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Ground-water Supplies

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Included in the plans of the Missouri Basin Program for the development and utilization of all available water supply is the construction of the Cedar Bluff dam and the irrigation of about 13,000 acres of land lying on the north side of Smoky Hill River in southeastern Trego County and southwestern Ellis County in north-central Kansas. Figure 1 shows the location of the proposed dam and the locations of the cities and towns whose water supplies are described in the present report.

Figure 1--Index map of Trego, Ellis, and Russell counties, Kansas, showing the location of the proposed Cedar Bluff dam and near-by cities and towns.

Map of Trego, Ellis, and Russell counties, Kansas, showing the location of the proposed Cedar Bluff dam and near-by cities and towns.

Plans for the Cedar Bluff irrigation project will take into consideration the question of whether provision must be made to supply water to the cities and towns of Hays, Victoria, Walker, Gorham, and Russell, Kansas, from the proposed reservoir; or whether adequate ground water is available to supply the present and future needs of those cities and towns.

For planning purposes it is assumed by the United States Bureau of Reclamation that the population of the several cities and towns will double within the next 40 to 50 years. In 1940, according to the Federal Census, the population of Hays was 6,385, that of Russell was 4,819, and that of Victoria was 844. Walker and Gorham are small unincorporated towns whose populations probably do not exceed 400.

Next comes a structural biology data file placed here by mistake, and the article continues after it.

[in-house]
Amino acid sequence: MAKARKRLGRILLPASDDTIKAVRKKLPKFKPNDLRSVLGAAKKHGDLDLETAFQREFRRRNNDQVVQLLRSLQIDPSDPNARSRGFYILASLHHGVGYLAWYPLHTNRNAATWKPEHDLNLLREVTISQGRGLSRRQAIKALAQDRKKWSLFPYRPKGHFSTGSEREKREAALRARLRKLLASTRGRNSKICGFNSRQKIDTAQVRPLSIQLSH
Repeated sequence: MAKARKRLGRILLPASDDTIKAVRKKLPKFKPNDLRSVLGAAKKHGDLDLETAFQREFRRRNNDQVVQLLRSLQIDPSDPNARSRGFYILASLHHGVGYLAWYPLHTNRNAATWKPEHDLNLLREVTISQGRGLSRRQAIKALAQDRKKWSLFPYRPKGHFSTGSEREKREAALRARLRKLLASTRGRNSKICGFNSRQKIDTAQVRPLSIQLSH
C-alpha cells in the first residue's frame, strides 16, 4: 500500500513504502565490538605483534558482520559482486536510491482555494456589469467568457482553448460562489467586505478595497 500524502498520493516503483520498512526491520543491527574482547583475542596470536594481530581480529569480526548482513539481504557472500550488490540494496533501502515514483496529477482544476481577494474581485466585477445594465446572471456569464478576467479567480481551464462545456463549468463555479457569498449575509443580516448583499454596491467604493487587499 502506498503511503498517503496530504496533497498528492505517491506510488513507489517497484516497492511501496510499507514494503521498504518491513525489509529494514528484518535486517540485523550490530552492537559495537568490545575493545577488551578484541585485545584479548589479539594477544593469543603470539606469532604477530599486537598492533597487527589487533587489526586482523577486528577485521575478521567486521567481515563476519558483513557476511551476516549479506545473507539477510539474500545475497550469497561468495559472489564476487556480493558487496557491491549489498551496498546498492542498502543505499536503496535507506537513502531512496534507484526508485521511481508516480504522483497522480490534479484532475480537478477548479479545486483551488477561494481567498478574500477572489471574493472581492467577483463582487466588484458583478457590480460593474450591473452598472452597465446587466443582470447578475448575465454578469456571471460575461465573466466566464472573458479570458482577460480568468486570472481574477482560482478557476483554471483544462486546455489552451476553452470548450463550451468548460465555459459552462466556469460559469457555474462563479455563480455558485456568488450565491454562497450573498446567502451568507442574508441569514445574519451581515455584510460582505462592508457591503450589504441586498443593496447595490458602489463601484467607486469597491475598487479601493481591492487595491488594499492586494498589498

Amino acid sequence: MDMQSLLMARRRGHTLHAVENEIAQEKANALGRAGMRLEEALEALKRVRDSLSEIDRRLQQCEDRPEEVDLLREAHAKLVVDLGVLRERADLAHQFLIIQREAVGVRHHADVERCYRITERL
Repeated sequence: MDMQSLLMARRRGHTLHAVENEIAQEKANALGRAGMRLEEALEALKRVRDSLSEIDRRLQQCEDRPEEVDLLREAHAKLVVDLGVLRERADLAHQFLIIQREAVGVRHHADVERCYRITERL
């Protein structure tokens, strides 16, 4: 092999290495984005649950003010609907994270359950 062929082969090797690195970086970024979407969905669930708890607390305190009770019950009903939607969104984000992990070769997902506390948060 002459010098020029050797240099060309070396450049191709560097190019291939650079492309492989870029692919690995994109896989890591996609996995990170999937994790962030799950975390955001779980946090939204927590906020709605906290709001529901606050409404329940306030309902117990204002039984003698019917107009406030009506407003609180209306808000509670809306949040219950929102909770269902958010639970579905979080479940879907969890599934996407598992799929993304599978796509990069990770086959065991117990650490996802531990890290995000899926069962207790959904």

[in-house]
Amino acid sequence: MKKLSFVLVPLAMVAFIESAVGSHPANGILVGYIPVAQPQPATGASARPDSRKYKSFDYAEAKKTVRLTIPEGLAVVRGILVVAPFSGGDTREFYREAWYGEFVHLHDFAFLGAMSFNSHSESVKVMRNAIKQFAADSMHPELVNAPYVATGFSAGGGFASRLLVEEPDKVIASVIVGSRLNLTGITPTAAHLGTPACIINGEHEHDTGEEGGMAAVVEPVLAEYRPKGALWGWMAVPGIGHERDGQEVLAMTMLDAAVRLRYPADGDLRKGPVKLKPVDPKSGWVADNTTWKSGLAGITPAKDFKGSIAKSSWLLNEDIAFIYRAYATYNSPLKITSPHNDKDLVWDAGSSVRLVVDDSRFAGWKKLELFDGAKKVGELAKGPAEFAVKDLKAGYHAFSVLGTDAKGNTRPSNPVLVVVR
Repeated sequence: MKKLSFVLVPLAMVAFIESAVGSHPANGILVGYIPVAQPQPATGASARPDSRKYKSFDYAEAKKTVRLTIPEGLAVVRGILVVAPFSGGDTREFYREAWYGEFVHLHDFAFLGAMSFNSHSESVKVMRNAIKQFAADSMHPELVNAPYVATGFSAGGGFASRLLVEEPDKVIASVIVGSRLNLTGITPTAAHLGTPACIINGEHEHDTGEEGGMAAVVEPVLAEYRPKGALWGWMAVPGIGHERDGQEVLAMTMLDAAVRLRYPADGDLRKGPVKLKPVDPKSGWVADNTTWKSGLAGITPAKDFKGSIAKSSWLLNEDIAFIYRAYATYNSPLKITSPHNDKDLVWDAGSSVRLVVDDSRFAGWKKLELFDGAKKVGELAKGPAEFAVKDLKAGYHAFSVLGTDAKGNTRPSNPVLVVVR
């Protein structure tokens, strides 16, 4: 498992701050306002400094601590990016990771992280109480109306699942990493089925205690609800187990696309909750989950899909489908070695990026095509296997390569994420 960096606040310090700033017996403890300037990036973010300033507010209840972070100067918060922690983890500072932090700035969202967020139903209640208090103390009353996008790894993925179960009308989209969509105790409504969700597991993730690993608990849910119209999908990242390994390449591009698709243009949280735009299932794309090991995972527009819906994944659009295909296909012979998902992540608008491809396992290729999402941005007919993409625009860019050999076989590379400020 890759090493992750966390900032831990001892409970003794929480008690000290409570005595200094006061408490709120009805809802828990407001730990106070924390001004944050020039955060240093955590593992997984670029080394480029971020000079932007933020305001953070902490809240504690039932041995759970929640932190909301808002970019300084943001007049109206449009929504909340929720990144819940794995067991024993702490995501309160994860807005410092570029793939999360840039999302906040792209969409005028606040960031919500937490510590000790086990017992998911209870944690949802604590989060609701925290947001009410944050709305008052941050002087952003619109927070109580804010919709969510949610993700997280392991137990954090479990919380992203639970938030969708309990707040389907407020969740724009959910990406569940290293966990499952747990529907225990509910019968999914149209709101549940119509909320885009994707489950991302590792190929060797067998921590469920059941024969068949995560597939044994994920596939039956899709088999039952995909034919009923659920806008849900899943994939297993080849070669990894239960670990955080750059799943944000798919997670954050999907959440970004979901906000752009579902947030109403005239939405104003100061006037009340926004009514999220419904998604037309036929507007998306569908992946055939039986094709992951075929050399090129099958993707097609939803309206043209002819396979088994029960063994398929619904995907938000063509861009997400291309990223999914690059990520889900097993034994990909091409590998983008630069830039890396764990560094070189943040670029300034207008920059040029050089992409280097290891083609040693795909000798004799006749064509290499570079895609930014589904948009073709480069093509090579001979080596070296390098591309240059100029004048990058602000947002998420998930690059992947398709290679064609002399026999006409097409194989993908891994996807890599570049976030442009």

In 1944 the State and Federal Geological Surveys, at the request of and in cooperation with the officials of Russell, made an investigation of the ground-water conditions in the Russell area to determine whether a supply of water of good quality adequate for the city's needs could be obtained from wells. The results of this investigation are given in an unpublished report by Thad G. McLaughlin (1944), who was in charge of the field investigation.

I spent 5 days in the Russell area during April 1946, conferred with city officials, mapped the geology in the vicinity of Hays, and selected sites for further test drilling in the vicinity.

In the Hays area 27 test holes were drilled by the United States Geological Survey in cooperation with the State Geological Survey of Kansas during April 1946, four of the holes being cased as observation wells. A portable hydraulic-rotary machine owned by the State Geological Survey was used to drill the test holes.